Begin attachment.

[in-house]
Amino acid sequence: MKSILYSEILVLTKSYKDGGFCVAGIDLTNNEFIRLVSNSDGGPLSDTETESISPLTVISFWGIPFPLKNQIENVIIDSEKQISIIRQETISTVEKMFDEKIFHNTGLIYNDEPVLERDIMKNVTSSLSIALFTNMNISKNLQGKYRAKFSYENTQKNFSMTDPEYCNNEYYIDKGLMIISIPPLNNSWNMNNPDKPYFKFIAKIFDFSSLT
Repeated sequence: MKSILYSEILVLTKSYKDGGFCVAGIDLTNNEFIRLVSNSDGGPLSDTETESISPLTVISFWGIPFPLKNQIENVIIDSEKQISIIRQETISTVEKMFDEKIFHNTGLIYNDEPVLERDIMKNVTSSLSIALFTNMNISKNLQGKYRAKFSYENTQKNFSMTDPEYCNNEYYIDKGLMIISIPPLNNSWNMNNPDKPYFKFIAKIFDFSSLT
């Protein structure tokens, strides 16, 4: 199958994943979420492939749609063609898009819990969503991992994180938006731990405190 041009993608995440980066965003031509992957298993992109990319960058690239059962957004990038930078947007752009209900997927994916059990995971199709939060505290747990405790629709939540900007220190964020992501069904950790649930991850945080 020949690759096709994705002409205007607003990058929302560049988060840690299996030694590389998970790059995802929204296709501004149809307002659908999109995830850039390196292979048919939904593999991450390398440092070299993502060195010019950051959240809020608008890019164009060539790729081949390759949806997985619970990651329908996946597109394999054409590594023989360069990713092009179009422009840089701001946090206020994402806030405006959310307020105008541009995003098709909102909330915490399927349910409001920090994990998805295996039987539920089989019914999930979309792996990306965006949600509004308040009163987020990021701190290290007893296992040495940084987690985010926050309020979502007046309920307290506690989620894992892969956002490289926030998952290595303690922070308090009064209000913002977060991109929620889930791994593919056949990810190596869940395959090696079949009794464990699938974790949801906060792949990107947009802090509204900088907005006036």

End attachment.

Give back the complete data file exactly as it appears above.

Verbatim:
[in-house]
Amino acid sequence: MKSILYSEILVLTKSYKDGGFCVAGIDLTNNEFIRLVSNSDGGPLSDTETESISPLTVISFWGIPFPLKNQIENVIIDSEKQISIIRQETISTVEKMFDEKIFHNTGLIYNDEPVLERDIMKNVTSSLSIALFTNMNISKNLQGKYRAKFSYENTQKNFSMTDPEYCNNEYYIDKGLMIISIPPLNNSWNMNNPDKPYFKFIAKIFDFSSLT
Repeated sequence: MKSILYSEILVLTKSYKDGGFCVAGIDLTNNEFIRLVSNSDGGPLSDTETESISPLTVISFWGIPFPLKNQIENVIIDSEKQISIIRQETISTVEKMFDEKIFHNTGLIYNDEPVLERDIMKNVTSSLSIALFTNMNISKNLQGKYRAKFSYENTQKNFSMTDPEYCNNEYYIDKGLMIISIPPLNNSWNMNNPDKPYFKFIAKIFDFSSLT
């Protein structure tokens, strides 16, 4: 199958994943979420492939749609063609898009819990969503991992994180938006731990405190 041009993608995440980066965003031509992957298993992109990319960058690239059962957004990038930078947007752009209900997927994916059990995971199709939060505290747990405790629709939540900007220190964020992501069904950790649930991850945080 020949690759096709994705002409205007607003990058929302560049988060840690299996030694590389998970790059995802929204296709501004149809307002659908999109995830850039390196292979048919939904593999991450390398440092070299993502060195010019950051959240809020608008890019164009060539790729081949390759949806997985619970990651329908996946597109394999054409590594023989360069990713092009179009422009840089701001946090206020994402806030405006959310307020105008541009995003098709909102909330915490399927349910409001920090994990998805295996039987539920089989019914999930979309792996990306965006949600509004308040009163987020990021701190290290007893296992040495940084987690985010926050309020979502007046309920307290506690989620894992892969956002490289926030998952290595303690922070308090009064209000913002977060991109929620889930791994593919056949990810190596869940395959090696079949009794464990699938974790949801906060792949990107947009802090509204900088907005006036």